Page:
President in turn delegated that authority, first to the 
Secretary of the Navy, and later to the Secretary of the 
Interior in 1951. Subsequently, the Secretary of the Interior 
took action providing for the current local governance by the 
residents of the territory. The American Samoa government is 
republican in form and the governor has been directly elected 
by the people rather than appointed by the President since 
1977. American Samoa has been represented in Congress by a 
delegate in the House of Representatives since 1981.

                            COMMITTEE ACTION

    H. Res. 443 was introduced on March 16, 2000, by Delegate 
Eni Faleomavaega (D-AS). The resolution was referred to the 
Committee on Resources. On April 5, 2000, the Full Resources 
Committee met to consider the measure. Mr. Faleomavaega offered 
an amendment to make technical amendments to the preamble of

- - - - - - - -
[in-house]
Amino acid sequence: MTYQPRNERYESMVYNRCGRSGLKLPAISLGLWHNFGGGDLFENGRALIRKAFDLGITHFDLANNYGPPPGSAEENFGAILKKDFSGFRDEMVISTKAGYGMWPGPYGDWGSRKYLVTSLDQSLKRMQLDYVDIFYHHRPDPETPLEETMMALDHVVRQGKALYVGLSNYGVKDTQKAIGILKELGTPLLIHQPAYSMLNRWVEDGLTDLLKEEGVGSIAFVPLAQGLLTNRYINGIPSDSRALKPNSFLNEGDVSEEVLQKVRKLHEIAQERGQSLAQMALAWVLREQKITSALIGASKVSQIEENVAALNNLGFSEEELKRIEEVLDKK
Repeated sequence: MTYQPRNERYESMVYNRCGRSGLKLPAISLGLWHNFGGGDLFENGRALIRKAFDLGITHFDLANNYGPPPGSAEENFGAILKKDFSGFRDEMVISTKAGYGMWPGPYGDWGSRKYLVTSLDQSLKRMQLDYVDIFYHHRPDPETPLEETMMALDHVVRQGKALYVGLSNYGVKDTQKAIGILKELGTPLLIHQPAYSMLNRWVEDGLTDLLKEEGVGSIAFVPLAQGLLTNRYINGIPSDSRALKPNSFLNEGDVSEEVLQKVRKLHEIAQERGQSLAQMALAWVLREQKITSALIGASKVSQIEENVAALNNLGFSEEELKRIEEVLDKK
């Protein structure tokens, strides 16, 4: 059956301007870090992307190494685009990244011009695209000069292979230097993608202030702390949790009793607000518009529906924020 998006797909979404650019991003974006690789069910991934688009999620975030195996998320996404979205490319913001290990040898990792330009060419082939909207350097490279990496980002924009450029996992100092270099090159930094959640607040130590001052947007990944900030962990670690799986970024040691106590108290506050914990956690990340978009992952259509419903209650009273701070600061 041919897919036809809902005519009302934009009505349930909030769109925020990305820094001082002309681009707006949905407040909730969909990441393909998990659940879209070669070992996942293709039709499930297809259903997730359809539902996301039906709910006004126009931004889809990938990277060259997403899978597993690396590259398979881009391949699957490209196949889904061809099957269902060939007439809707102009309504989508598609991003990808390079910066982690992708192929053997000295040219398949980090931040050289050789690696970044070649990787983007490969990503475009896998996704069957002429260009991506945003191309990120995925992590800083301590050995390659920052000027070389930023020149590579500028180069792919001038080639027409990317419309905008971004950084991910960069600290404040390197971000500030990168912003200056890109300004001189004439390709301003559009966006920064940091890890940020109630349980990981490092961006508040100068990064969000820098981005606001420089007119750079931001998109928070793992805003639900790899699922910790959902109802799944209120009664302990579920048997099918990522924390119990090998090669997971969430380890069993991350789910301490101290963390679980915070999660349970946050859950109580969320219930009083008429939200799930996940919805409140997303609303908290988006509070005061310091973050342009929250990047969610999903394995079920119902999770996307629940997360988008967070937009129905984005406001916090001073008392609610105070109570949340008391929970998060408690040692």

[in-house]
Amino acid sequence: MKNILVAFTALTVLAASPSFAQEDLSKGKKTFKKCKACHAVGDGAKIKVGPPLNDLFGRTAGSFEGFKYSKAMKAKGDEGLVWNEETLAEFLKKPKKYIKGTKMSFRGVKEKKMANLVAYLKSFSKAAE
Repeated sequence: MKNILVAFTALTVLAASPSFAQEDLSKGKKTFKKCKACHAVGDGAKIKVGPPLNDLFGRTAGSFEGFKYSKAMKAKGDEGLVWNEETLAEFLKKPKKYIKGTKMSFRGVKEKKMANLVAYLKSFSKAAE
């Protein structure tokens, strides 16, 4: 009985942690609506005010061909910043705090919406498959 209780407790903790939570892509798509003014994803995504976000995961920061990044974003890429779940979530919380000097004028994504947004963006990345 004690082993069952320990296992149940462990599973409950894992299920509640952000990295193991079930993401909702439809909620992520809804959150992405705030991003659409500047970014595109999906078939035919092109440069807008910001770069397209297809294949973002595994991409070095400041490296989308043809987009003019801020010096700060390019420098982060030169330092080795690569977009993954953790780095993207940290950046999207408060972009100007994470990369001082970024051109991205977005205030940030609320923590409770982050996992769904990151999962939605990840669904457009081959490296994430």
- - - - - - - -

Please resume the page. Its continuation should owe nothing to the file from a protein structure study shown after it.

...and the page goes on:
the resolution. It was adopted by voice vote. The resolution as 
amended was then approved by voice vote.


    Regarding clause 2(b)(1) of rule X and clause 3(c)(1) of 
rule XIII of the Rules of the House of Representatives, the 
Committee on Resources' oversight findings and recommendations 
are reflected in the body of this report.


    Article IV, section 3 of the Constitution of the United 
States grants Congress the authority to enact this bill.


    1. Cost of Legislation. Clause 3(d)(2) of rule XIII of the 
rules of the House of Representatives requires an estimate and